“When we were kids, we took one bath a week. We had to heat the water on the stove and carry it to the tub. We filled the tub once and then all of us used the same bath water. We each prayed we got to be first to take a bath.” A conversation with my mom.
In my mom’s day they used an outhouse instead of a toilet and they didn’t take showers. In my day, I have water heated by a hot water tank with water kept warm for my use 24/7. I have an indoor flush toilet and bathtub and a faucet in my bathroom with clean running water. In fact, I have two of all of these because I have two bathrooms.
When I started teaching earth science two decades ago — I couldn’t ignore my hypocrisy of teaching kids to be better stewards of the planet, and the fact that I took 20 minute showers everyday. I have made changes:
I have shortened my showers and I take one every other day.
I put a bucket in the shower to collect the first bit of colder water and later use this to flush my toilet.
If it is yellow, I let it mellow, and if it is brown I flush it down.
I turn the water off when I am brushing my teeth.
When I do the dishes, I collect the first cold water and use it to water my plants. I only put a little water in the sink basin. As I rinse the clean dishes I do it over the washing side and slowly this side fills up. I turn the water off while I’m washing and only back on while I rinse.
I put left over cooking water on my compost/plants. If it is still hot I pour it on weeds for a natural weed killer. (Obviously be cautious when pouring it is HOT.)
Instead of watering my flowers with a hose I use the water from my dehumidifier.
I dump the icky water from the cats’ dish onto my (non edible) plants.
Less/shorter showers 3 gal/min X 15 min = 45 gals/day
Reclaim 3 gallons in bucket for toilet 1.5 gal/day
So per year: 16,972.5 gallons of water — that’s just changing my showering habit. Times that by a family of four or a community of 11,000. We’re talking some serious numbers. And remember I already cut that in half by having low flow shower heads.
Now let’s consider what else changed by NOT using that water:
The water did not go down the sewer to the sewage treatment and then the water treatment plants — less energy used thereby lowering the carbon footprint and reducing issues with climate change. More chlorine and chemicals did not need to be dumped into the water to purify it. To anyone like myself with MCS I can’t tell you great that is.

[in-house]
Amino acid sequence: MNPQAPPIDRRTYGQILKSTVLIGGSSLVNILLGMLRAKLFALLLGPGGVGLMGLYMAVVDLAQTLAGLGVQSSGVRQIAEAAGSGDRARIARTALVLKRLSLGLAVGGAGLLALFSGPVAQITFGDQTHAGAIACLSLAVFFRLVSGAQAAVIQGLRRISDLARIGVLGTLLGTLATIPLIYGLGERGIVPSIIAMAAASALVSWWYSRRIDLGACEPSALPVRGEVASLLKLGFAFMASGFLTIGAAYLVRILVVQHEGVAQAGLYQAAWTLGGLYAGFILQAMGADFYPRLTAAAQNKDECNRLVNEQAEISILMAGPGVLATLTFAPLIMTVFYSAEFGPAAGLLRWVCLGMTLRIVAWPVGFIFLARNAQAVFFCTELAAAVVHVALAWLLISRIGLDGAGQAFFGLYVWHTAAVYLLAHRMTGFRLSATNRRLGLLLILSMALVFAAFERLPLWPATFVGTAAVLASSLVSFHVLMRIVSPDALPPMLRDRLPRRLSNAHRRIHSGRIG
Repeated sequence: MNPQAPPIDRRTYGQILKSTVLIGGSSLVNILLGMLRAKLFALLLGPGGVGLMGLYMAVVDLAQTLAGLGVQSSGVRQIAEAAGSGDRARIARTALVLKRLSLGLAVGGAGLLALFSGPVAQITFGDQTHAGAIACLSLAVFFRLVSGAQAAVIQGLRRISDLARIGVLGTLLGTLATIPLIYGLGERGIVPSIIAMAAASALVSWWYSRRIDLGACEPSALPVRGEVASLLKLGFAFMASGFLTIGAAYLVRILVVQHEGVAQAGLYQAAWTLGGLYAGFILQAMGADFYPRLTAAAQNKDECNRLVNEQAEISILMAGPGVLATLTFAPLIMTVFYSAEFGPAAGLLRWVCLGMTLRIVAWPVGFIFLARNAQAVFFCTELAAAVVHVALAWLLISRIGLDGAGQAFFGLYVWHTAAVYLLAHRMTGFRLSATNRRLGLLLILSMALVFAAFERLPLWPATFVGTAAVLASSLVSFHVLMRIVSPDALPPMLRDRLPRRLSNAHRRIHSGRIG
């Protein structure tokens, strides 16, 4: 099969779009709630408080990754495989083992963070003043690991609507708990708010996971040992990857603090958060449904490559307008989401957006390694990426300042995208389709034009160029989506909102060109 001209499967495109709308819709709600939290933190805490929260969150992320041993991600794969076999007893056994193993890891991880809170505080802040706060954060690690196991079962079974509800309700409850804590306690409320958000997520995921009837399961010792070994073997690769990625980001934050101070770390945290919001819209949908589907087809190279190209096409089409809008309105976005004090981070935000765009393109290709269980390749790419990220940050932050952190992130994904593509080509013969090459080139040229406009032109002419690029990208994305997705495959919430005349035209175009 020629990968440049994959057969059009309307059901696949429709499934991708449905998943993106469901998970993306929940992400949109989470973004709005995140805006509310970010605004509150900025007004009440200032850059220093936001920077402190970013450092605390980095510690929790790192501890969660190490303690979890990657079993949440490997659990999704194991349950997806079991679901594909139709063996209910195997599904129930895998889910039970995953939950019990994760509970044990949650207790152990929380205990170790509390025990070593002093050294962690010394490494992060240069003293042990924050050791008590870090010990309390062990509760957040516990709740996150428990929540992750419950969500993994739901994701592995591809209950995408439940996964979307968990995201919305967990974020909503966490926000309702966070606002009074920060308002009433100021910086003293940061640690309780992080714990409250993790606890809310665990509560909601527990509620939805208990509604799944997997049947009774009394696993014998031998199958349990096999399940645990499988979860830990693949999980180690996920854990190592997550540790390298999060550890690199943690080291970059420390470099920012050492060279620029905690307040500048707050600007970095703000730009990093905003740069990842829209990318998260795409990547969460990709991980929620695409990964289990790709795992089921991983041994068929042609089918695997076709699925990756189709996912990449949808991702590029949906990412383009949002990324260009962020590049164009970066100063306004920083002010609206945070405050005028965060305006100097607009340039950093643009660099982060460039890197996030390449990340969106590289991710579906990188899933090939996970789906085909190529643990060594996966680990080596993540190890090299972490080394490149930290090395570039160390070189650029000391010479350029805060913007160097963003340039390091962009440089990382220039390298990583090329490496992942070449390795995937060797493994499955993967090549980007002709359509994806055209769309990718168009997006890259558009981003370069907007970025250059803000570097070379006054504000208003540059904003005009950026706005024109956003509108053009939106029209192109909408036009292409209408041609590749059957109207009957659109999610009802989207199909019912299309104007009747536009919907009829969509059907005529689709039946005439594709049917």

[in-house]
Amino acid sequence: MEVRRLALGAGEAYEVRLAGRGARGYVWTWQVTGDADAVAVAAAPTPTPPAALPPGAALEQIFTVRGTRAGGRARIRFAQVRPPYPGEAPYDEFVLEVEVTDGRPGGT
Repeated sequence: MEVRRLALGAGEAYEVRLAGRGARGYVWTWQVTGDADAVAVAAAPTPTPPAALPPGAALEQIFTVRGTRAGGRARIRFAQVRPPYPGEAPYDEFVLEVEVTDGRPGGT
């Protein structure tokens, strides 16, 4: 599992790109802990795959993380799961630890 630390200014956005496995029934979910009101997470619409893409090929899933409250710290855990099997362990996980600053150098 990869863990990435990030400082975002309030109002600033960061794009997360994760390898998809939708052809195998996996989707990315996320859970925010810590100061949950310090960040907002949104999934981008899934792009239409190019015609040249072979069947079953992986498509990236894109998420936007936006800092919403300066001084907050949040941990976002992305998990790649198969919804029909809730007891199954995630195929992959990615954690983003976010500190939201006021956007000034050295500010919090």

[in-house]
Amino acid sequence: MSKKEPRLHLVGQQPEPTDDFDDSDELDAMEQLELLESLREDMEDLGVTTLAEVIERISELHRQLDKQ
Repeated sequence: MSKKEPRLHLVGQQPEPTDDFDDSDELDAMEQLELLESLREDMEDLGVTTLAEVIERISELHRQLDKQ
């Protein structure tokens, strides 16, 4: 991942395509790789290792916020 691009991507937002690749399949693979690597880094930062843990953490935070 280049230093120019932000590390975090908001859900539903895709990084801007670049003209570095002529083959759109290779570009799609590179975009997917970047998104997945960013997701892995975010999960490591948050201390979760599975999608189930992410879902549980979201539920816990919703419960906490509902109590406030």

Less water was polluted with shampoo and soap.
The water didn’t need to be heated by my water heater. Again, less energy used equals less carbon foot print…
We can take it a step further. The energy needed to heat my water came from gas which required a lot of energy to remove it from the ground and to be transported to a facility to prep it for my use. Along the way, if less gas has to be transported there is less chance of “oil” spills from tankers or wells or ships. I’m thinking now how happy all those bald eagles and otters and fish are that they didn’t get coated from oil from an oil spill prevented by my taking a shorter shower.
Of course, we could also go the standard it saves me MONEY — oh and I had more time to write this post.
It doesn’t matter if you read my posts on love or global renaissance — they are the same to me — raising our consciousness to a new level — rethinking how we treat each other and the planet which sustains us.
When I taught, I had my students keep track for 24 hours of much water they used. Before they collected data, they recorded how much they thought they used. They then recorded the number of times toilet flushed, minutes water ran, loads of laundry, etc. The predicted value and the actual values were usually extremely far apart. What about you, how much water do you think you use in a day? or a year? How much of it is wasted?
What do you do to conserve water? Is there a shortage of water where you live?
This 8 minute TED video shows how just a shift in thinking can be profitable for both humans and the planet.